Please login or register.

Login with username, password and session length

Author Topic: Wood Choices...  (Read 34315 times)

Offline kwcabs

  • Sr. Member
  • ****
  • Posts: 384
    • http://www.kwcabs.com
Wood Choices...
« Reply #45 on: November 01, 2006, 06:55:35 PM »
Interesting, I assumed it had something to do with airyness (that can't be a word lol), hence why they probably have a little more of that snap semi hollow tone!

Owner of KWCABS guitar speaker cabinets.  We specialize in making simply the best speaker cabinets out there, constructed out of top-quality hardwoods, standard lines as well as custom work.  WWW.KWCABS.COM

Check out my Parker Supreme here www.kwcabs.com/parker%20page.htm

Kurt Wyberanec
Owner of KWCABS guitar speaker cabinets.  We specialize in making simply the best speaker cabinets out there, constructed out of top-quality hardwoods, standard lines as well as custom work.  WWW.KWCABS.COM

Check out my Parker Supreme here www.kwcabs.com/parker%20page.htm

Wood Choices...

Offline Lwinn171

  • Hero Member
  • *****
  • Posts: 1860
Wood Choices...
« Reply #46 on: November 06, 2006, 12:39:14 PM »
I always wondered about "swamp ash". Thanks for the info, guys. I'm so glad there are some wood geeks at this site. It's been a cool thing to hear from you guys, and I've learned much (just when I tought I knew it all, LOL).

Lawrence Winn
"42.7 percent of all statistics are made-up on the spot."
2001 Fly Classic, Green
Larivee Parlour Guitar
Several inferior others
Mesa Boogie MK IV
Marshall 2-12 cab

Lawrence Winn
2001 Classic, 98 Deluxe
various amps, various toys

Wood Choices...

Offline Lwinn171

  • Hero Member
  • *****
  • Posts: 1860
Wood Choices...
« Reply #47 on: November 27, 2006, 02:04:01 PM »
I thought I'd give a link to a MySpace page with some of my woodworks, in case anyone wanted to check it out. Yeah, I know, I need some Fly Pics in there. If someone hadn't stolen my digi camera, they'd already be there!

http://profile.myspace.com/index.cfm?fuseaction=user.viewprofile&friendid=132917993

Lawrence Winn
"42.7 percent of all statistics are made-up on the spot."
2001 Fly Classic, Green
Larivee Parlour Guitar
Several inferior others
Mesa Boogie MK IV
Marshall 2-12 cab

Lawrence Winn
2001 Classic, 98 Deluxe
various amps, various toys

Wood Choices...

Offline kwcabs

  • Sr. Member
  • ****
  • Posts: 384
    • http://www.kwcabs.com
Wood Choices...
« Reply #48 on: November 27, 2006, 05:33:16 PM »
Some nice work there Lawrence.  I especially like the end tables, interesting leg design there too.  What is the 3 piece top one, ribbon mahogany and is that possible Satinwood or is it something else dyed?  The clock is also really cool, the numerals are subtle but very interesting.  Great work, if you haven't seen it, I have a little of my furniture type stuff on my site under the other products section too.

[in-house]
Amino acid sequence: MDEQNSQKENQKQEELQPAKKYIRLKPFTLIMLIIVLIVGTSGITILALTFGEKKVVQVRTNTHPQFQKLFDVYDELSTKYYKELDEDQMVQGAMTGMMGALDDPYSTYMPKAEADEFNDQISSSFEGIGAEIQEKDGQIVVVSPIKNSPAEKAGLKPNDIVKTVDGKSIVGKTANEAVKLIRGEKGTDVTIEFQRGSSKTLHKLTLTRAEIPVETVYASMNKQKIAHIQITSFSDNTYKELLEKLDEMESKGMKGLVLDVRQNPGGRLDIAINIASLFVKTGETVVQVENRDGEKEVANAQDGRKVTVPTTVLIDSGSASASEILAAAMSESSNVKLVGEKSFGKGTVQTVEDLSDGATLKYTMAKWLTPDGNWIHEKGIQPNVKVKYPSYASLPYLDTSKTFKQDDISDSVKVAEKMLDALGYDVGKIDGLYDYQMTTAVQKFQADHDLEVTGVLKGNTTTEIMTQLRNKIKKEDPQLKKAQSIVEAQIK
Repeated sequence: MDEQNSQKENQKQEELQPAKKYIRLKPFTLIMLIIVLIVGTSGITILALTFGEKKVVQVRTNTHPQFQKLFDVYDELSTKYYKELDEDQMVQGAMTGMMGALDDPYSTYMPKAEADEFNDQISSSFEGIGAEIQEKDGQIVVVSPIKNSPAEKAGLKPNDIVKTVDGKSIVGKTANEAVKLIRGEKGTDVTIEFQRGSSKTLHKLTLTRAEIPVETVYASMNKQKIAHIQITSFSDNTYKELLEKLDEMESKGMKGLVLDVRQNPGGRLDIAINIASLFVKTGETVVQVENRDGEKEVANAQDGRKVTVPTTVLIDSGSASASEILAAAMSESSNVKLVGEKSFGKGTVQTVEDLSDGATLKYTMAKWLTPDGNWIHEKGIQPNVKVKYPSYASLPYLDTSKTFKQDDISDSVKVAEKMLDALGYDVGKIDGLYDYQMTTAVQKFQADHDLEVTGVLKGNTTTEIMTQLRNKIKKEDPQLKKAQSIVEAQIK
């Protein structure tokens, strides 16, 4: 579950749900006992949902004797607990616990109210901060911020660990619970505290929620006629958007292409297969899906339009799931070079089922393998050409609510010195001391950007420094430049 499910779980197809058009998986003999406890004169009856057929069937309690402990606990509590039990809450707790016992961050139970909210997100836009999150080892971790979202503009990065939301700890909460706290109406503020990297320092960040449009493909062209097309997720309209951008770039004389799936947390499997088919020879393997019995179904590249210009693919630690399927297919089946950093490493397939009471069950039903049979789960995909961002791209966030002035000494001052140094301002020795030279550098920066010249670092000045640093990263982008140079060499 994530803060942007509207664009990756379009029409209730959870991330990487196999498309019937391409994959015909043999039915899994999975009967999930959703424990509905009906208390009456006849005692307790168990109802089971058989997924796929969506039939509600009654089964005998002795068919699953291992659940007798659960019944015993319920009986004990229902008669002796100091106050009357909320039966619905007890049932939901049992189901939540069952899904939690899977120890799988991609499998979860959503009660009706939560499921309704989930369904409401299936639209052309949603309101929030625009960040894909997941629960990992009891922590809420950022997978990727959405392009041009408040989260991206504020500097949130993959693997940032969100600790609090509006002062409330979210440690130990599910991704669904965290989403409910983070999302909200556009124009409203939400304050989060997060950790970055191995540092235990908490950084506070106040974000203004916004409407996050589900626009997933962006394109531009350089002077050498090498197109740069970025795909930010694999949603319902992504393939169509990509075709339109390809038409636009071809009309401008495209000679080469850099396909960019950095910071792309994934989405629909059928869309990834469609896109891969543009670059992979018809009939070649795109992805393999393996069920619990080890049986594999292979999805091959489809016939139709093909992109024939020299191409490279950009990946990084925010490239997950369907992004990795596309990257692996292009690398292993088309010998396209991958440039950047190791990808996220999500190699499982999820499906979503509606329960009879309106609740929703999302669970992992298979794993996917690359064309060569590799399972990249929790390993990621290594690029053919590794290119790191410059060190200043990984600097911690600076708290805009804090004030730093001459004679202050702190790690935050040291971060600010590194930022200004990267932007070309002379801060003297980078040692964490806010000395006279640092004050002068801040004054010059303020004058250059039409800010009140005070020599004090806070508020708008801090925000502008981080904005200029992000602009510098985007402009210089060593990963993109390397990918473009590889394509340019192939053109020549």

Owner of KWCABS guitar speaker cabinets.  We specialize in making simply the best speaker cabinets out there, constructed out of top-quality hardwoods, standard lines as well as custom work.  WWW.KWCABS.COM

Check out my Parker Supreme here www.kwcabs.com/parker%20page.htm

Kurt Wyberanec
Owner of KWCABS guitar speaker cabinets.  We specialize in making simply the best speaker cabinets out there, constructed out of top-quality hardwoods, standard lines as well as custom work.  WWW.KWCABS.COM

Check out my Parker Supreme here www.kwcabs.com/parker%20page.htm

Wood Choices...

Offline Lwinn171

  • Hero Member
  • *****
  • Posts: 1860
Wood Choices...
« Reply #49 on: November 27, 2006, 06:18:50 PM »
Thanks, Kurt. The Coffee Table in ribbon mahogany (bookmatched), has flamed birch down the center. It is one of many "8 legged tables" I've done. The leg ends are on a sliding dovetail into the top. The clock design is something I've done for a while, now. The number design (copyrighted in 2004) has been used in about 18 clocks so far, although the shape of that one (#1) is unique among them. One day I might try to mass produce that one. All the rest of those photo's are one-off custom work. I'll probably add some more photo's soon.

Thanks for checking it out. I've seen your cabinets, but missed the furniture. I'll take a look...

Cool stuff, man [^] I especially like the lap desk and the coffee table. Beautiful wood, very well worked. Love the inlay work on the lap desk. [;)]



Lawrence Winn
"42.7 percent of all statistics are made-up on the spot."
2001 Fly Classic, Green
Larivee Parlour Guitar
Several inferior others
Mesa Boogie MK IV
Marshall 2-12 cab
« Last Edit: November 27, 2006, 06:23:50 PM by Lwinn171 »

Lawrence Winn
2001 Classic, 98 Deluxe
various amps, various toys

Wood Choices...

Offline marvin jensen

  • Full Member
  • ***
  • Posts: 174
Wood Choices...
« Reply #50 on: January 26, 2007, 05:11:12 PM »
quote:
Originally posted by Wilmington only